Berklee Today: So You Want a Big Publishing Deal?

By
Eric Beall
September 16, 2004
Eric Beall '84 is vice president of A&R at Sony Music.
Photo provided by the artist.

So you've written a song or two, maybe even several dozen, or even hundreds, for that matter. They're all recorded on dusty work tapes stacked in your closet or on Pro Tools files eating up space on your hard drive. All these songs, carefully and lovingly created, are silently waiting on the answer to the inevitable question: What next?

The answer is a publisher. You need an effective, diligent music publisher who will share your enthusiasm for your creations; use his or her music business acumen to organize those piles of tapes into a coherent catalog; dip into a bulging Rolodex of industry contacts to put those songs into the hands of the right recording artists, music supervisors, and A&R staffers; and then, with the tenacity of a Brooklyn loan shark, will collect the inevitable flow of money that results. Simple, right?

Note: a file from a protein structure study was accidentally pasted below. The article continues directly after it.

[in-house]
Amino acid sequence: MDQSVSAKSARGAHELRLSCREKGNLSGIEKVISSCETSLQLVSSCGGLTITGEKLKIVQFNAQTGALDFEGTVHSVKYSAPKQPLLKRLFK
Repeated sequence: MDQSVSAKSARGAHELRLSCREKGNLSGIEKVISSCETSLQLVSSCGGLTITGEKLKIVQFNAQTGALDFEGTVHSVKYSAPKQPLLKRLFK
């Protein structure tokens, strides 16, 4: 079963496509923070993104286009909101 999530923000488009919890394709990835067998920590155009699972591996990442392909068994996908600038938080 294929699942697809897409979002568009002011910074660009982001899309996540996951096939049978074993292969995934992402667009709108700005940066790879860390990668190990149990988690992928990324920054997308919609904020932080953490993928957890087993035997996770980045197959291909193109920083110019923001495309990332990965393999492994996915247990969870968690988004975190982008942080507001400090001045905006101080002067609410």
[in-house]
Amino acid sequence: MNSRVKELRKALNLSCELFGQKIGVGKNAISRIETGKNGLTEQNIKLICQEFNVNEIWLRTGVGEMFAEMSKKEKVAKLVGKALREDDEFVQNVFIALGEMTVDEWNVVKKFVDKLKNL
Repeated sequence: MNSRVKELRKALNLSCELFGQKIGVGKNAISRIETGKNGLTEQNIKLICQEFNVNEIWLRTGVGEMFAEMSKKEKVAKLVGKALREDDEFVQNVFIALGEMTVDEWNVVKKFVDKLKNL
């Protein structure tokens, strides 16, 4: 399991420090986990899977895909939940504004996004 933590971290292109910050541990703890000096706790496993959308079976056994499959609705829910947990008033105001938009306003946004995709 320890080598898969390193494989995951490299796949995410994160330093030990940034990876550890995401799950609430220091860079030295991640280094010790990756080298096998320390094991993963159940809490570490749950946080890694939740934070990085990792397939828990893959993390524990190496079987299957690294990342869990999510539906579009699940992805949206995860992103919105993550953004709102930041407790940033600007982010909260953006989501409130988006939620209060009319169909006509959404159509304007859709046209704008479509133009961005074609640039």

If it's a hardworking, well-organized, well-connected music publisher that you're looking for, look no further. You already have one. In fact, he or she has been around for some time now, having been with you since you penned your first potential hit. Your publisher is your greatest untapped resource, ready to take your assets (your songs) and put them someplace where they can earn income. Whatever your publisher may lack in experience will undoubtedly be compensated for through an uncanny understanding of your work and an unquestionable devotion to your career. So, songwriter, meet your first-and quite possibly finest-publisher: you.

Read more about music publishing in Berklee Today.